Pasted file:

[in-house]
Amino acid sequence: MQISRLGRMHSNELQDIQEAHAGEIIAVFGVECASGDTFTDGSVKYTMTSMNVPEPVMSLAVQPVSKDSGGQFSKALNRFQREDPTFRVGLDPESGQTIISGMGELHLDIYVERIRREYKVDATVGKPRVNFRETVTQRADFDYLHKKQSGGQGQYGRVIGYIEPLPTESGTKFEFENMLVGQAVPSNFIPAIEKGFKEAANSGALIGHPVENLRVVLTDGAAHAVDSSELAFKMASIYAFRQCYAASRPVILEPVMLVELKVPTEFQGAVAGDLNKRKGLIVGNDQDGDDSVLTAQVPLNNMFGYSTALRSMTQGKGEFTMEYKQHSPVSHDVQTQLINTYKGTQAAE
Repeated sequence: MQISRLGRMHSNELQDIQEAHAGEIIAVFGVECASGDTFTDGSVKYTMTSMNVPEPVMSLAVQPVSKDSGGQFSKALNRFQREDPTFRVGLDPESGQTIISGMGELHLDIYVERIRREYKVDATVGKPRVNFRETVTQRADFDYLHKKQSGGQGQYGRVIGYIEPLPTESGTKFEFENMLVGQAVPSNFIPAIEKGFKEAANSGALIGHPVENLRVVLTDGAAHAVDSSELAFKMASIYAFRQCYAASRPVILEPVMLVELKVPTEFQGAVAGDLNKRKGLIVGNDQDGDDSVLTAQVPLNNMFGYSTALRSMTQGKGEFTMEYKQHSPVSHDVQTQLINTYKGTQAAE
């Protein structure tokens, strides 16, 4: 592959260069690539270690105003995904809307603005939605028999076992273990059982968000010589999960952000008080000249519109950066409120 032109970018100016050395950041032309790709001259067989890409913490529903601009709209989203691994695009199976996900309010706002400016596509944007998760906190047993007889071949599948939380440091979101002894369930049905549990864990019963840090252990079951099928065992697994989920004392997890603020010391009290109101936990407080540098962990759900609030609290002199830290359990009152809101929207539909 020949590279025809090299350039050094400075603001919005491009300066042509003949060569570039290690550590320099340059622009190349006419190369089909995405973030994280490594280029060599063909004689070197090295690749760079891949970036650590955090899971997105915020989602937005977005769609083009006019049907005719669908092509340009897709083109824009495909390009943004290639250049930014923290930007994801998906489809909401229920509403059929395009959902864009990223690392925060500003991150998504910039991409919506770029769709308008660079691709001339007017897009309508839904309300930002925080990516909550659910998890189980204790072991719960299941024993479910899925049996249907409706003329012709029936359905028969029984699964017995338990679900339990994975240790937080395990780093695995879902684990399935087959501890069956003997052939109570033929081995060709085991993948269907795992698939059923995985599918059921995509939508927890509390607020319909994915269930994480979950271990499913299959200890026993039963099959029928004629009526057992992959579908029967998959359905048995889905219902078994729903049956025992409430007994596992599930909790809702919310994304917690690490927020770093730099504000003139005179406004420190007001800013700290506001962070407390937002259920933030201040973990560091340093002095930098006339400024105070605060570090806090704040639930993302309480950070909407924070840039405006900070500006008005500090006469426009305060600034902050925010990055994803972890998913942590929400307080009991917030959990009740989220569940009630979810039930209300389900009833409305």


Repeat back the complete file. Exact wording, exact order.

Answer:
[in-house]
Amino acid sequence: MQISRLGRMHSNELQDIQEAHAGEIIAVFGVECASGDTFTDGSVKYTMTSMNVPEPVMSLAVQPVSKDSGGQFSKALNRFQREDPTFRVGLDPESGQTIISGMGELHLDIYVERIRREYKVDATVGKPRVNFRETVTQRADFDYLHKKQSGGQGQYGRVIGYIEPLPTESGTKFEFENMLVGQAVPSNFIPAIEKGFKEAANSGALIGHPVENLRVVLTDGAAHAVDSSELAFKMASIYAFRQCYAASRPVILEPVMLVELKVPTEFQGAVAGDLNKRKGLIVGNDQDGDDSVLTAQVPLNNMFGYSTALRSMTQGKGEFTMEYKQHSPVSHDVQTQLINTYKGTQAAE
Repeated sequence: MQISRLGRMHSNELQDIQEAHAGEIIAVFGVECASGDTFTDGSVKYTMTSMNVPEPVMSLAVQPVSKDSGGQFSKALNRFQREDPTFRVGLDPESGQTIISGMGELHLDIYVERIRREYKVDATVGKPRVNFRETVTQRADFDYLHKKQSGGQGQYGRVIGYIEPLPTESGTKFEFENMLVGQAVPSNFIPAIEKGFKEAANSGALIGHPVENLRVVLTDGAAHAVDSSELAFKMASIYAFRQCYAASRPVILEPVMLVELKVPTEFQGAVAGDLNKRKGLIVGNDQDGDDSVLTAQVPLNNMFGYSTALRSMTQGKGEFTMEYKQHSPVSHDVQTQLINTYKGTQAAE
């Protein structure tokens, strides 16, 4: 592959260069690539270690105003995904809307603005939605028999076992273990059982968000010589999960952000008080000249519109950066409120 032109970018100016050395950041032309790709001259067989890409913490529903601009709209989203691994695009199976996900309010706002400016596509944007998760906190047993007889071949599948939380440091979101002894369930049905549990864990019963840090252990079951099928065992697994989920004392997890603020010391009290109101936990407080540098962990759900609030609290002199830290359990009152809101929207539909 020949590279025809090299350039050094400075603001919005491009300066042509003949060569570039290690550590320099340059622009190349006419190369089909995405973030994280490594280029060599063909004689070197090295690749760079891949970036650590955090899971997105915020989602937005977005769609083009006019049907005719669908092509340009897709083109824009495909390009943004290639250049930014923290930007994801998906489809909401229920509403059929395009959902864009990223690392925060500003991150998504910039991409919506770029769709308008660079691709001339007017897009309508839904309300930002925080990516909550659910998890189980204790072991719960299941024993479910899925049996249907409706003329012709029936359905028969029984699964017995338990679900339990994975240790937080395990780093695995879902684990399935087959501890069956003997052939109570033929081995060709085991993948269907795992698939059923995985599918059921995509939508927890509390607020319909994915269930994480979950271990499913299959200890026993039963099959029928004629009526057992992959579908029967998959359905048995889905219902078994729903049956025992409430007994596992599930909790809702919310994304917690690490927020770093730099504000003139005179406004420190007001800013700290506001962070407390937002259920933030201040973990560091340093002095930098006339400024105070605060570090806090704040639930993302309480950070909407924070840039405006900070500006008005500090006469426009305060600034902050925010990055994803972890998913942590929400307080009991917030959990009740989220569940009630979810039930209300389900009833409305």